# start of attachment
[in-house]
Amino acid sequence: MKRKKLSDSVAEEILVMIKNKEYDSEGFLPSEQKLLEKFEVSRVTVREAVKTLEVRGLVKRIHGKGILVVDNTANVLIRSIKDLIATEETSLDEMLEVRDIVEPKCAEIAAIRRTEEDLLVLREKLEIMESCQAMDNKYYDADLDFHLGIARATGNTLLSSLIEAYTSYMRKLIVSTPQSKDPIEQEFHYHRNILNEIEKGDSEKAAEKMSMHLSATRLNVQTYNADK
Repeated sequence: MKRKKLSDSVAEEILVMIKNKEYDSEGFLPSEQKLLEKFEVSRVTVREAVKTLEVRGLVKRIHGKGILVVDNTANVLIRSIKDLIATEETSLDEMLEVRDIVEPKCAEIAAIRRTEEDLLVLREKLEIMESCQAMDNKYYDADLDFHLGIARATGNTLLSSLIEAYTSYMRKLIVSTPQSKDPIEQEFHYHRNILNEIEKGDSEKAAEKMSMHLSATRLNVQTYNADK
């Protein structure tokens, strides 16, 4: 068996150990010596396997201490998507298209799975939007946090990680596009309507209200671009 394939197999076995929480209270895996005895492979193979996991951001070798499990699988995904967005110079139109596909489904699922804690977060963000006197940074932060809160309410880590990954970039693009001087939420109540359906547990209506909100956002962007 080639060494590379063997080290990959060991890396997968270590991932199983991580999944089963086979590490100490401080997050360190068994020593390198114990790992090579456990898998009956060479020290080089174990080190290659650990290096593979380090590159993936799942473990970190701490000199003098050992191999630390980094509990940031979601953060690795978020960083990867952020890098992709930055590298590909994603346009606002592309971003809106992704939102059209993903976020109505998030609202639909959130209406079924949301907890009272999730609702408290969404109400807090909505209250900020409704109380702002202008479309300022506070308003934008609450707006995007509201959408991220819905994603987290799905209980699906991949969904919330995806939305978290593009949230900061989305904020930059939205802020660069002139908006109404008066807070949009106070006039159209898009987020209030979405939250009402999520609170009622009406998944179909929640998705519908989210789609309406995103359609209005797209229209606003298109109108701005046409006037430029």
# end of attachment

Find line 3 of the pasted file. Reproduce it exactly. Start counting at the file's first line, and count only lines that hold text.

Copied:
Repeated sequence: MKRKKLSDSVAEEILVMIKNKEYDSEGFLPSEQKLLEKFEVSRVTVREAVKTLEVRGLVKRIHGKGILVVDNTANVLIRSIKDLIATEETSLDEMLEVRDIVEPKCAEIAAIRRTEEDLLVLREKLEIMESCQAMDNKYYDADLDFHLGIARATGNTLLSSLIEAYTSYMRKLIVSTPQSKDPIEQEFHYHRNILNEIEKGDSEKAAEKMSMHLSATRLNVQTYNADK